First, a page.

Although many learnings were shared between the six CNI islands, each islands story and experience is unique. This is influenced by the varying size, natural resources, culture, and location of these communities. Existing projects and networks, before CNI, also played a significant role in community engagement.  

Focus on community needs

Decarbonisation projects and efforts need to target issues that communities care about, rather than solely carbon-reduction goals. Focusing on the needs and priorities of the local community is key, for example improved access to public transport or reduced fuel poverty. Presenting decarbonisation as an opportunity to address these issues is likely to be more beneficial, effective, and popular. On one island, positive social and environmental outcomes were achieved by delivering home energy monitors, helping households to reduce electricity consumption (and therefore carbon emissions) and save money.  

Use local data

It is important to produce local datasets, by going out and talking to people. Where possible, door-to-door household surveys gather specific data and additionally raise awareness of the project, resulting in greater community buy-in. Local data, particularly regarding islands, will be more accurate and valuable than
scaled regional or national data. This data can then be used multiple times including in grant applications and in communications.

Adapt communication to the local context

The best method of communication will vary depending on the demographics in the community. Social media can be valuable but printed communications can be more accessible to some individuals. Most of the time, a combined approach of using different channels to communicate information is preferred. It is often a good idea to make use of existing media outlets such as local newspapers and community social media pages, which already have an audience.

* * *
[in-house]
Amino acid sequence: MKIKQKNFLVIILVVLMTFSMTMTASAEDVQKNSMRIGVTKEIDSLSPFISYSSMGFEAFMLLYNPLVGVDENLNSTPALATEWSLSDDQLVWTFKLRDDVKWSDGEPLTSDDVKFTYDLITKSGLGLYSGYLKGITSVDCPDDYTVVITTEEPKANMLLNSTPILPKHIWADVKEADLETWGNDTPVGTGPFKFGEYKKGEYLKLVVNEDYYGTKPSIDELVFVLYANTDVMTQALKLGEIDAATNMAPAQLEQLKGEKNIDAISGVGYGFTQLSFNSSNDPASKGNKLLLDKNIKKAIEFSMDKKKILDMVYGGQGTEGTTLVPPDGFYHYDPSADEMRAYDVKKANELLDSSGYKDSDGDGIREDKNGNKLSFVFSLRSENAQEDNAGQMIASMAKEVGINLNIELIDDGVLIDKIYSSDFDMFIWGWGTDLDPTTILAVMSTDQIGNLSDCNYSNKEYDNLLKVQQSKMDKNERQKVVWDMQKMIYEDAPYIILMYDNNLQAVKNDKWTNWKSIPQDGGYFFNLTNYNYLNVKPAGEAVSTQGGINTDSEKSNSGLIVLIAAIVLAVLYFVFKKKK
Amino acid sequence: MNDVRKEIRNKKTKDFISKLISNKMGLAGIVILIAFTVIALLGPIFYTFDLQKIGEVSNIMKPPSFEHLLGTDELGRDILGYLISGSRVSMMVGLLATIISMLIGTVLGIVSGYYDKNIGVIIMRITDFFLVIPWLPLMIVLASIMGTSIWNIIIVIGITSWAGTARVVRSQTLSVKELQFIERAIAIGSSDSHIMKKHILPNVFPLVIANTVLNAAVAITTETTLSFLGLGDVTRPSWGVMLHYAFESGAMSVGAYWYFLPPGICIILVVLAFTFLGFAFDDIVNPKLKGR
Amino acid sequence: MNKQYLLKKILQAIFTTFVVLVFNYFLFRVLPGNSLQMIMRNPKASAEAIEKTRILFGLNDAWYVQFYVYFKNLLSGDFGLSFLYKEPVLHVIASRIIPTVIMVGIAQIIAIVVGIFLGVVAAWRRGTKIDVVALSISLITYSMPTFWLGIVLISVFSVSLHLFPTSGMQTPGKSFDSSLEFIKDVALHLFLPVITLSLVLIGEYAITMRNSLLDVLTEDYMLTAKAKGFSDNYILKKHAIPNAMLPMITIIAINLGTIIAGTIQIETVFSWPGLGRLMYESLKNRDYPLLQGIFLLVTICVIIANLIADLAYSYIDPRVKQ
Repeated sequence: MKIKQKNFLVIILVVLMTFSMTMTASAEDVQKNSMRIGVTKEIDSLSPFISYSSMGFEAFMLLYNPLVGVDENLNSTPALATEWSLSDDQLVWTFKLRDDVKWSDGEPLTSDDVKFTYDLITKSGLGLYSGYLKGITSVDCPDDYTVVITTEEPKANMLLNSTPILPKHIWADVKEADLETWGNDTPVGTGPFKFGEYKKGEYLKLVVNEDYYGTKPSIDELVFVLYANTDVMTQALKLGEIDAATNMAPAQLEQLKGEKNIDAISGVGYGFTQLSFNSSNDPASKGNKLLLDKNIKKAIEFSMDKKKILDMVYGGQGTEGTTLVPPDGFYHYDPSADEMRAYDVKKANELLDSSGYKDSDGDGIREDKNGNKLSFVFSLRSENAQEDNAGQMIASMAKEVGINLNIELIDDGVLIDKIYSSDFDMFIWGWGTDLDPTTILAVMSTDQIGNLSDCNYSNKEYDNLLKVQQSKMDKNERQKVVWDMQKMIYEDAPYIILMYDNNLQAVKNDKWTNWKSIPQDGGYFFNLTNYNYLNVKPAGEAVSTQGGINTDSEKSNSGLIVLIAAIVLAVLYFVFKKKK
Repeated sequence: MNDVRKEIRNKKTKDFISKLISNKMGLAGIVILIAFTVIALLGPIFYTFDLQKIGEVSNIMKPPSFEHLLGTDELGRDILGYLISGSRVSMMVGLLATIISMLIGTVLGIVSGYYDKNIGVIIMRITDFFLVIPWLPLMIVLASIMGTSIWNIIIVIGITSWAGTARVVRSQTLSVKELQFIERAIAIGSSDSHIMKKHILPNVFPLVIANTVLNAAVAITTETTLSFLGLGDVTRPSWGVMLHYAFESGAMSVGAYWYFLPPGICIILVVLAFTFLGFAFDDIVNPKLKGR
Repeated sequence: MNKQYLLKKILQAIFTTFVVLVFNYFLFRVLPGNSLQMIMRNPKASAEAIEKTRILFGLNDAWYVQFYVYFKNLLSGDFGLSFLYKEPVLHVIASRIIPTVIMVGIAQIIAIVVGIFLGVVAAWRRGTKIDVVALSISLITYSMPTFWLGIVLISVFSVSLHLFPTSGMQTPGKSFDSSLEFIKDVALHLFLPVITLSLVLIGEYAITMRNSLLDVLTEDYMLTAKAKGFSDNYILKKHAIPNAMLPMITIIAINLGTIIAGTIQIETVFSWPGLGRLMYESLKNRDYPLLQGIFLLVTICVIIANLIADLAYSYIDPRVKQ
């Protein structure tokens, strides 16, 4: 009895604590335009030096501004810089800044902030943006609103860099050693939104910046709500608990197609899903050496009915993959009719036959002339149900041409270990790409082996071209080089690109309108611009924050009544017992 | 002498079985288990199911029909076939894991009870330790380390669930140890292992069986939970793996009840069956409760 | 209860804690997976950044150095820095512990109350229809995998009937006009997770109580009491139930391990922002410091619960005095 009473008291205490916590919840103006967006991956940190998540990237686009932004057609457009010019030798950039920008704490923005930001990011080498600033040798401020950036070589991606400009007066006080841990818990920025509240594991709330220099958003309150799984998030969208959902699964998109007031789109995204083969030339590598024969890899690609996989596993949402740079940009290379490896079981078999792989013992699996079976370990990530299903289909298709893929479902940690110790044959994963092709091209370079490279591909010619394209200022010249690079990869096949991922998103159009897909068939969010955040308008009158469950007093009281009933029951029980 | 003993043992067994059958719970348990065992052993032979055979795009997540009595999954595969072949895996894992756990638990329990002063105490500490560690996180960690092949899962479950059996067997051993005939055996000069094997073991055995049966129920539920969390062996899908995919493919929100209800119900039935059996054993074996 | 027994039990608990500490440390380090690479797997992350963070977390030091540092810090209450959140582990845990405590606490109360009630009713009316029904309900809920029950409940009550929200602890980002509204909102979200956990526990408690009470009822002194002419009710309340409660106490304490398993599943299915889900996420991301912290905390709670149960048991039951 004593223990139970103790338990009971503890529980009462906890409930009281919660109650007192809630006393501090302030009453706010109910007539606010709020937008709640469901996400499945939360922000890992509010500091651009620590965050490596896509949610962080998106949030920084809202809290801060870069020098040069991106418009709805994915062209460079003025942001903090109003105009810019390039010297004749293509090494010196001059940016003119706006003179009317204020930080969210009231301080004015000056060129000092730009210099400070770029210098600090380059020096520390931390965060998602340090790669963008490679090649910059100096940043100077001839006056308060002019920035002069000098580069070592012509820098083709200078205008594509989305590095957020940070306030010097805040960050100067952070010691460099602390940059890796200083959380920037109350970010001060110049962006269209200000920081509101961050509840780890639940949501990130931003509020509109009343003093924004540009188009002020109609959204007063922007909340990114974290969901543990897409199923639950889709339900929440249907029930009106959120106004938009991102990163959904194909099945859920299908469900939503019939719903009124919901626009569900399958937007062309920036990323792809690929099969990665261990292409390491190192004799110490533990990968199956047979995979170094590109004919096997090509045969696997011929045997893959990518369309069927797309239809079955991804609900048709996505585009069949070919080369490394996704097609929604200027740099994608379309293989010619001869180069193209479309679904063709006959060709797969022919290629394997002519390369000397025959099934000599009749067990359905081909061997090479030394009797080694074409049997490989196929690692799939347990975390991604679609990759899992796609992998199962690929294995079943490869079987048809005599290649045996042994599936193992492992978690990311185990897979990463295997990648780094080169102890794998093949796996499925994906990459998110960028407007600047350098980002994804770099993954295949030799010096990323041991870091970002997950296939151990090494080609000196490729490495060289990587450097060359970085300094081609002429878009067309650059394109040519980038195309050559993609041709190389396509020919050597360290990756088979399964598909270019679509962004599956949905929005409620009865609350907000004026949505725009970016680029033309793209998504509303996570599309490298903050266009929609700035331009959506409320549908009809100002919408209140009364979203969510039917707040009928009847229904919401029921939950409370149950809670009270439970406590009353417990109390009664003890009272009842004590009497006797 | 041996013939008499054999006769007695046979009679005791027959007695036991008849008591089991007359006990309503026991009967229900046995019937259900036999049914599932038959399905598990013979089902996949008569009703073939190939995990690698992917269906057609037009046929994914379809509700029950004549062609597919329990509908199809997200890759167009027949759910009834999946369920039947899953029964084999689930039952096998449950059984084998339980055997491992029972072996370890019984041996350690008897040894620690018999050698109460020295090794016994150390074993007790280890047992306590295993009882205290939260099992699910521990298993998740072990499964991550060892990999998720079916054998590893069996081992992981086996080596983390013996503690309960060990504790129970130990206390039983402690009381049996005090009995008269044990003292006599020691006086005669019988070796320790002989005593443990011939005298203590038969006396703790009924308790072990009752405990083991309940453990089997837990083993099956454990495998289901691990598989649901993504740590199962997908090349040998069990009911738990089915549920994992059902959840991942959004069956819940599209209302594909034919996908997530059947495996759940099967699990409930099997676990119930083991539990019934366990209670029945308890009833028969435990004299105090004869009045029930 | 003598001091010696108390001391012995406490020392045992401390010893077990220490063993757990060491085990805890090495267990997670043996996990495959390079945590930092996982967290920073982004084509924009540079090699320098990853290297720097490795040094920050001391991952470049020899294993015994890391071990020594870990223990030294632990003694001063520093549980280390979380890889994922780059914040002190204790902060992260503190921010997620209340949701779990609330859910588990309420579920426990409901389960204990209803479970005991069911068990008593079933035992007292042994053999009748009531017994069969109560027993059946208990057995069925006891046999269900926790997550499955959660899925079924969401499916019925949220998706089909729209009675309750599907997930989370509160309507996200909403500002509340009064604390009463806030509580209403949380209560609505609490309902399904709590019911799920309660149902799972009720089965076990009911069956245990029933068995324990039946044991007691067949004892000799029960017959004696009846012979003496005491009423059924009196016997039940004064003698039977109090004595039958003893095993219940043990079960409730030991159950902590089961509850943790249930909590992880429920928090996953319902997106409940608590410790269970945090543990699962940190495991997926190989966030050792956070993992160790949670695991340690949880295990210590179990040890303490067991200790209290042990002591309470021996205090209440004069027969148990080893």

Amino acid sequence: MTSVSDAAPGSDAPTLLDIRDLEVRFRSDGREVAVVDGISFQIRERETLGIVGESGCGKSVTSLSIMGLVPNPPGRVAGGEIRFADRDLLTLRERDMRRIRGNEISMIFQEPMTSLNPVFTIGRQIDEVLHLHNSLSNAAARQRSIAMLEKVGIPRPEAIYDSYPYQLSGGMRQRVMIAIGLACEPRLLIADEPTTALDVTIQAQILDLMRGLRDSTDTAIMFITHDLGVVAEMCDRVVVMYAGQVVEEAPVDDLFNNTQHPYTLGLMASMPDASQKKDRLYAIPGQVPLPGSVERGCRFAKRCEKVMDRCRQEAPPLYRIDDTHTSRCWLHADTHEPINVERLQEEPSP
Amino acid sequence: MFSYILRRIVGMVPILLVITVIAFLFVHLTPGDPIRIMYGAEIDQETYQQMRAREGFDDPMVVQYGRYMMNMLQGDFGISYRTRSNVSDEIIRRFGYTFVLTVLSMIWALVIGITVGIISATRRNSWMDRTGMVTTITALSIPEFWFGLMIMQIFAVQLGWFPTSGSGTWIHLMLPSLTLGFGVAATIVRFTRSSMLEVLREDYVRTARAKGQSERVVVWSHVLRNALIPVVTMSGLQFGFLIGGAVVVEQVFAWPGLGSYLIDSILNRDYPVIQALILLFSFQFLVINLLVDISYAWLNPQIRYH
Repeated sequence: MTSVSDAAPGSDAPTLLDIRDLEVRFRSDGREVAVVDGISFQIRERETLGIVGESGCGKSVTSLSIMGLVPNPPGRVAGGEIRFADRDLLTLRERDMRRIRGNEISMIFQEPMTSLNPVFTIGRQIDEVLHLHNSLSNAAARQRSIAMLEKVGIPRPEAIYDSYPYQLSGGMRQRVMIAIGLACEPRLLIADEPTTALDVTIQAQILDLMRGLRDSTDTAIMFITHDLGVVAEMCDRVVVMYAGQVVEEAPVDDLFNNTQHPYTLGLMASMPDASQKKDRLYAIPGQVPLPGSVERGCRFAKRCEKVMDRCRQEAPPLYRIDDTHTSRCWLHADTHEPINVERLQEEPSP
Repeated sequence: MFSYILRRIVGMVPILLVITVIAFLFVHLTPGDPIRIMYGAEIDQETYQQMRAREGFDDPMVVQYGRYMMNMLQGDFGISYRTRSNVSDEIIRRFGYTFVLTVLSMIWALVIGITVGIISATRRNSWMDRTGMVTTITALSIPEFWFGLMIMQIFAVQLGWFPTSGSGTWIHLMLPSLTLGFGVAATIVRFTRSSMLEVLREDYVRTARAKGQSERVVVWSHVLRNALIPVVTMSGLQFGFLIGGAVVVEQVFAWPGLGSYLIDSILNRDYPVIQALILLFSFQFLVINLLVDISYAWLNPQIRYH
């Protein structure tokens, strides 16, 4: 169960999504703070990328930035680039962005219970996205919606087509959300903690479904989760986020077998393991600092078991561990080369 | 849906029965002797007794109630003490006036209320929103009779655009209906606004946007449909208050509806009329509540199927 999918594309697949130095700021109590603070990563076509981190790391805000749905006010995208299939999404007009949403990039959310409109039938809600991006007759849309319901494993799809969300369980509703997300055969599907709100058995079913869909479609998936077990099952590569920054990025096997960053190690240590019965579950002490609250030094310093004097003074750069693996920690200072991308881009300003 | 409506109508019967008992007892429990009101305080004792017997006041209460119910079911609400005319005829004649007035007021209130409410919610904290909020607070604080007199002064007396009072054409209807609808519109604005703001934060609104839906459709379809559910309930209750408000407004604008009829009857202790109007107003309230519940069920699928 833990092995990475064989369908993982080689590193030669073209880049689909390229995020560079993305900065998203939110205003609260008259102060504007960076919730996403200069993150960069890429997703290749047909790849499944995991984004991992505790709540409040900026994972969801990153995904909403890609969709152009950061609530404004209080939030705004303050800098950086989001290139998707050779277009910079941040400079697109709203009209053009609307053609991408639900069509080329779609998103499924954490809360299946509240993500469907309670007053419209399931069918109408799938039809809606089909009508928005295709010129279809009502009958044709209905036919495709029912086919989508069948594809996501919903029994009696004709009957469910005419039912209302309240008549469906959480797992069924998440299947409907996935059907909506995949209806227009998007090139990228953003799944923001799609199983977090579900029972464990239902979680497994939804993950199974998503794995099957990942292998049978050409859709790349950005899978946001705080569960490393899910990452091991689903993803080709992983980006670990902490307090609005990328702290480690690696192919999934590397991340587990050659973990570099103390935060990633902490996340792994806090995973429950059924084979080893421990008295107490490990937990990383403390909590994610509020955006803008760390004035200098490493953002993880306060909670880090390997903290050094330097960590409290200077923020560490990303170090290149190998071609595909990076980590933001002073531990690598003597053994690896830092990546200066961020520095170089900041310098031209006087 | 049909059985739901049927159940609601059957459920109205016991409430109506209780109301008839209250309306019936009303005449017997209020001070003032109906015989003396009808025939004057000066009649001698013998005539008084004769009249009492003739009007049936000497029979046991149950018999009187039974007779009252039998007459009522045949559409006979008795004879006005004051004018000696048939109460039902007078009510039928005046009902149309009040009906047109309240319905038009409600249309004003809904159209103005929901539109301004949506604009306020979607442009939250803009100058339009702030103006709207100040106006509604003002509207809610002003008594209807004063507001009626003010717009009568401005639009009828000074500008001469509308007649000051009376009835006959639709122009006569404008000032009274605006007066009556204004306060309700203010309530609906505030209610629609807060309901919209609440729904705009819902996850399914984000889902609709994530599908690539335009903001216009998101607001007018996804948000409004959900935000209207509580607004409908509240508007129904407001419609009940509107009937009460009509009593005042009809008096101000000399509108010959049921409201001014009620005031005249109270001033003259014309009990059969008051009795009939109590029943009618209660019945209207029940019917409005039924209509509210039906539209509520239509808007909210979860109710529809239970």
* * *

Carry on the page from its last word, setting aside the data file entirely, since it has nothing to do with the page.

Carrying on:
In-person engagement: a key to community support

In-person engagement and public events are extremely important to create good relationships with community members. Where third parties are involved, it was noted that there was greater community support when individuals met local people in person, compared to online meetings as this demonstrated commitment from external parties. Collaborating with partners and other organisations in the local area can help ensure greater turn out at events, get more people involved and forge new relationships.  

Public presence, an enabler for further engagement

Having a public presence, for example having an office space in a public building, can create casual engagement and allows people to easily approach the project officer to share ideas and feedback. However, it is necessary to find a balance between being accessible and making sure that topics raised remain relevant to the project.  

Use local expertise

Some island communities had existing groups and projects which had a decarbonisation element. It is important to have a clear understanding of these, as well as local knowledge and skills to avoid duplication and ensure alignment. Getting involved with existing projects and utilising existing capacity saves resources, ensures that the best interests of the community are being represented and helps gain trust. For example, if using contractors, prioritising local companies and tradespeople is preferable when possible.  

Knowledge sharing

Talking to other people who are involved in similar projects is invaluable. Knowledge sharing can help build networks, address challenges, and share successes. You can see examples of other projects outside of the CNI project on the Resources page or get in touch.